The Thursday Book Beat: On Pottermore, and the Continued Erasure of Native Americans

It’s a bit of an odd week for book news this week, readers, as holidays and vacations start to empty out publishing offices. That said, our biggest news item is rather polarizing, and will definitely see more discussion in the following weeks.

Suki Kim, the only undercover journalist to successfully live and work in North Korea, writes about her experience trying to publish and market her book as a journalistic endeavour and not a memoir for The New Republic, highlighting the unbalanced criticism still present in media.

When the first review was published by Kirkus, I was shocked to see the words “deceive” and “deception” three times in the first paragraph. The Chicago Tribune questioned my ethics: “Her book raises difficult questions about whether this insight is worth the considerable risk to these innocents, none of whom knew her real reasons for being there.” The Los Angeles Review of Books went even further: “Her dishonesty has left her open to criticism, and rightfully so. The ethics of her choice cast doubt on her reliability (another de facto peril of memoir), and her fear of discovery appears to have colored her impressions and descriptions with paranoia and distrust.”

The essay is undeniably disheartening: Kim’s time and work are belittled by the critical outlets that praise other journalists for the same kind of reporting. Her identity as a Korean woman seems to supercede the effort she’s put into her reporting–if the book had been labeled as a memoir, we might be seeing a very different reaction now. If nothing else, reading Kim’s account has only encouraged me to pick up Without You, There Is No Us: My Time With the Sons of North Korea’s Elite, and judge it for myself.

Jumping from North Korea to the Philippines, I’m happy to share that one of my favourite Filipino novels in English will be adapted into a film! Smaller and Smaller Circles by F.H. Batacan was one of the first Filipino novels I ever read, and I was delighted to learn that Soho Press published a North American edition last year. Director Raya Martin will be helming the film adaptation, with Heneral Luna producer Ria Limjap taking on writing and producing roles.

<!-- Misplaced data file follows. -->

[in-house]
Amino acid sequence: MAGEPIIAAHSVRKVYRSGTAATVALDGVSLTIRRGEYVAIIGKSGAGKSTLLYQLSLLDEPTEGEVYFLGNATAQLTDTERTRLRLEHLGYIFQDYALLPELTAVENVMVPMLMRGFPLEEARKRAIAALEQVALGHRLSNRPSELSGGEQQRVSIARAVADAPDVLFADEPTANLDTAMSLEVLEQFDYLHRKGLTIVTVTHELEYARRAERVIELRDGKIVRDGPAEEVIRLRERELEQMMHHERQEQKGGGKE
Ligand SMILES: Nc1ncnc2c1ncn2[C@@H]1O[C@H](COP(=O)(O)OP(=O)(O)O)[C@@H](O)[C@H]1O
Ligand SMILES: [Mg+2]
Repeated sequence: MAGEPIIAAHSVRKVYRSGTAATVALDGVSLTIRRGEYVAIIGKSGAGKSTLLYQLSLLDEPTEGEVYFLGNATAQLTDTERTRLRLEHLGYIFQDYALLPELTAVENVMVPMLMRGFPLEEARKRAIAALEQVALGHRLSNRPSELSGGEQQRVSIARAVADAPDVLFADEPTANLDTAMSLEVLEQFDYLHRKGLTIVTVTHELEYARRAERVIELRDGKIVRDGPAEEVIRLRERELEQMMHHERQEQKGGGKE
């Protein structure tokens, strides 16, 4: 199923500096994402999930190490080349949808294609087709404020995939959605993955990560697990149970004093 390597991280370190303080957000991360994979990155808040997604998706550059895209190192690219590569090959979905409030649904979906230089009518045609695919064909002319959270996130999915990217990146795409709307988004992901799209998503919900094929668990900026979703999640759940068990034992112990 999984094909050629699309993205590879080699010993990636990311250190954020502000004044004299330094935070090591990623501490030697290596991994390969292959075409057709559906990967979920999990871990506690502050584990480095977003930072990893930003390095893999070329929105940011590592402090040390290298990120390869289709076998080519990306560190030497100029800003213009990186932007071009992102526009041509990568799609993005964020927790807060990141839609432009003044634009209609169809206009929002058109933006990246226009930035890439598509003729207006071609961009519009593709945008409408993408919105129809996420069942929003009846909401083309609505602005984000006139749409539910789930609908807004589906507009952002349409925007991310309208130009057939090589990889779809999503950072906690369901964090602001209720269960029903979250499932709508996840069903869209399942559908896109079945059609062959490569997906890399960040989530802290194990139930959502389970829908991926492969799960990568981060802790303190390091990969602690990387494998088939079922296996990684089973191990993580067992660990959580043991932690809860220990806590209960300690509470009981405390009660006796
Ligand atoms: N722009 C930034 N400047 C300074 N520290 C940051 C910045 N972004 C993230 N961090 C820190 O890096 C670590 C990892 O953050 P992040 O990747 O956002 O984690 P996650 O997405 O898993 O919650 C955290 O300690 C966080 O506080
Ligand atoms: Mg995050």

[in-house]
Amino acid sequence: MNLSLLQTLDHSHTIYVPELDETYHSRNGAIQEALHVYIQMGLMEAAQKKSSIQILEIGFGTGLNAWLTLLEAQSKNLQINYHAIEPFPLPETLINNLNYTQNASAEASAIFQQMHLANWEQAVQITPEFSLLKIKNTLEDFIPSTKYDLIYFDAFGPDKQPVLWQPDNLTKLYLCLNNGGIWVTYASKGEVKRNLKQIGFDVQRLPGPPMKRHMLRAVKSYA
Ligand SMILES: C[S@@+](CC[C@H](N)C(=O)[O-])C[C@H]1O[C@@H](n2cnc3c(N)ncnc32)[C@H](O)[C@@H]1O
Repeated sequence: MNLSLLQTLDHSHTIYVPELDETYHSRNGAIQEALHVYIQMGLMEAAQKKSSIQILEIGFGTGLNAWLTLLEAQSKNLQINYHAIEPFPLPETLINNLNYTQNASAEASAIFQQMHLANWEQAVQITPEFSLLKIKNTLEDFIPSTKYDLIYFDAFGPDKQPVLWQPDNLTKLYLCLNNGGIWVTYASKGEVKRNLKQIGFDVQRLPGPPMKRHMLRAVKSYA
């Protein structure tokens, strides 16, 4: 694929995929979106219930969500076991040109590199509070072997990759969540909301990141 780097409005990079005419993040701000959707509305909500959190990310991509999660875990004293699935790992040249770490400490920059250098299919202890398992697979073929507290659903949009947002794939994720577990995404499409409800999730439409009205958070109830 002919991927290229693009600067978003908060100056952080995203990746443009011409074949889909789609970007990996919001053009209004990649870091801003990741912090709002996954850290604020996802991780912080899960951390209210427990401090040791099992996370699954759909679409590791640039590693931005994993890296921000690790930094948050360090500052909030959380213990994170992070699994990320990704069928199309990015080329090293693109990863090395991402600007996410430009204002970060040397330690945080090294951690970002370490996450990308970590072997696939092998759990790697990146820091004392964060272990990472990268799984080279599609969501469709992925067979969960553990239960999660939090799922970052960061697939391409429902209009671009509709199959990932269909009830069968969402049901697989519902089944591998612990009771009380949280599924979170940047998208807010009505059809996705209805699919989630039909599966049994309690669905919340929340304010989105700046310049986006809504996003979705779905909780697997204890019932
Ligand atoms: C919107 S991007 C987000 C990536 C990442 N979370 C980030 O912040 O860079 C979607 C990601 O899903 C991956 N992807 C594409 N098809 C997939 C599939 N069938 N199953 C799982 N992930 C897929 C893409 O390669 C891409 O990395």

Circles is a harsh, raw look at the impoverished shantytowns of Manila, and the city’s response to the murders and thefts that plague its residents. Two priests lead the cast of characters, as they begin investigating the serial killings of young children in Tondo and the corruption that has poisoned their lives. Batacan is now working on a prequel, which I’m definitely going to be picking up on publication day.

Lastly–and rather reluctantly–we come to the biggest news story of the week: J.K. Rowling has released new information on Ilvermorny, the American wizarding school, on Pottermore. Those of us who hoped that the racist tones of “History of Magic in North America” might be addressed were disappointed. Rowling seems to be doubling down on her appropriation of Native American culture, while simultaneously writing them out of American history.

Here, I defer to the voices of Native writers and kidlit scholars who continue to ask the difficult questions and who deserve an explanation for why their cultures are being warped.

Angel Cruz

Angel Cruz

Angel Cruz is a writer and boy band scholar. You can also find her at Book Riot for endless discussion and flailing over all things literature. Ice cream, Broadway musicals, and Arashi are her lifeblood.

One thought on “The Thursday Book Beat: On Pottermore, and the Continued Erasure of Native Americans

  1. JKR’s appropriation of Native creations makes me sick about the whole thing. I adore HP, but that doesn’t mean I can’t be critical. Using ideas like the Thunderbird in her story means at some point WB is going to make a crap ton of merchandise featuring Native culture, with no input or benefit to Native peoples. JKR HAS to know that every HP related thing she writes now its subject to commercialism. That’s not okay.

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